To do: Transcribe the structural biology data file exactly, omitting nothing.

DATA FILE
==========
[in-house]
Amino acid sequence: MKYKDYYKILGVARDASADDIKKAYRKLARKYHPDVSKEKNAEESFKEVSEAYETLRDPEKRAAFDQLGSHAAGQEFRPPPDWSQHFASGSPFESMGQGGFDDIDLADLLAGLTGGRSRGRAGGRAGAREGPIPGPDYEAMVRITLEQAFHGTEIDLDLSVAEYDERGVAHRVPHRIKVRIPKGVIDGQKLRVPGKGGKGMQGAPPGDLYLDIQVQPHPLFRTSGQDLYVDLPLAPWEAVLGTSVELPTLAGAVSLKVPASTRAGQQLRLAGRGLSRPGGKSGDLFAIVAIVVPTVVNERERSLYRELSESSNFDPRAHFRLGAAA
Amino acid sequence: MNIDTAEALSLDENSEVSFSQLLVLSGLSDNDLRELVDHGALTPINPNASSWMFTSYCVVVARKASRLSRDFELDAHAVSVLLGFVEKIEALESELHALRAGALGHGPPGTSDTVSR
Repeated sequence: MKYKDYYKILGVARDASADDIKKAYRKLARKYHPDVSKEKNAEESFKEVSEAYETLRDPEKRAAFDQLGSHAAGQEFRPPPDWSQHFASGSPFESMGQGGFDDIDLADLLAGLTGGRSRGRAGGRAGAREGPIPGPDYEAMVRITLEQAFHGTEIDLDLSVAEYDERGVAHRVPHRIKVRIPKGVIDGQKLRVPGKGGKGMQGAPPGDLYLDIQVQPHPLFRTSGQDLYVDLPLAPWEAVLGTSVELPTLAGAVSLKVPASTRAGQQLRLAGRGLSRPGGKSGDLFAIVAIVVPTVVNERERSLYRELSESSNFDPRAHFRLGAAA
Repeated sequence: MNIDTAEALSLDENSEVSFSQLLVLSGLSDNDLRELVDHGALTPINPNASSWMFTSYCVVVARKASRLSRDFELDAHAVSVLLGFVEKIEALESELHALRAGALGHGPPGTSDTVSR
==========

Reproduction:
[in-house]
Amino acid sequence: MKYKDYYKILGVARDASADDIKKAYRKLARKYHPDVSKEKNAEESFKEVSEAYETLRDPEKRAAFDQLGSHAAGQEFRPPPDWSQHFASGSPFESMGQGGFDDIDLADLLAGLTGGRSRGRAGGRAGAREGPIPGPDYEAMVRITLEQAFHGTEIDLDLSVAEYDERGVAHRVPHRIKVRIPKGVIDGQKLRVPGKGGKGMQGAPPGDLYLDIQVQPHPLFRTSGQDLYVDLPLAPWEAVLGTSVELPTLAGAVSLKVPASTRAGQQLRLAGRGLSRPGGKSGDLFAIVAIVVPTVVNERERSLYRELSESSNFDPRAHFRLGAAA
Amino acid sequence: MNIDTAEALSLDENSEVSFSQLLVLSGLSDNDLRELVDHGALTPINPNASSWMFTSYCVVVARKASRLSRDFELDAHAVSVLLGFVEKIEALESELHALRAGALGHGPPGTSDTVSR
Repeated sequence: MKYKDYYKILGVARDASADDIKKAYRKLARKYHPDVSKEKNAEESFKEVSEAYETLRDPEKRAAFDQLGSHAAGQEFRPPPDWSQHFASGSPFESMGQGGFDDIDLADLLAGLTGGRSRGRAGGRAGAREGPIPGPDYEAMVRITLEQAFHGTEIDLDLSVAEYDERGVAHRVPHRIKVRIPKGVIDGQKLRVPGKGGKGMQGAPPGDLYLDIQVQPHPLFRTSGQDLYVDLPLAPWEAVLGTSVELPTLAGAVSLKVPASTRAGQQLRLAGRGLSRPGGKSGDLFAIVAIVVPTVVNERERSLYRELSESSNFDPRAHFRLGAAA
Repeated sequence: MNIDTAEALSLDENSEVSFSQLLVLSGLSDNDLRELVDHGALTPINPNASSWMFTSYCVVVARKASRLSRDFELDAHAVSVLLGFVEKIEALESELHALRAGALGHGPPGTSDTVSR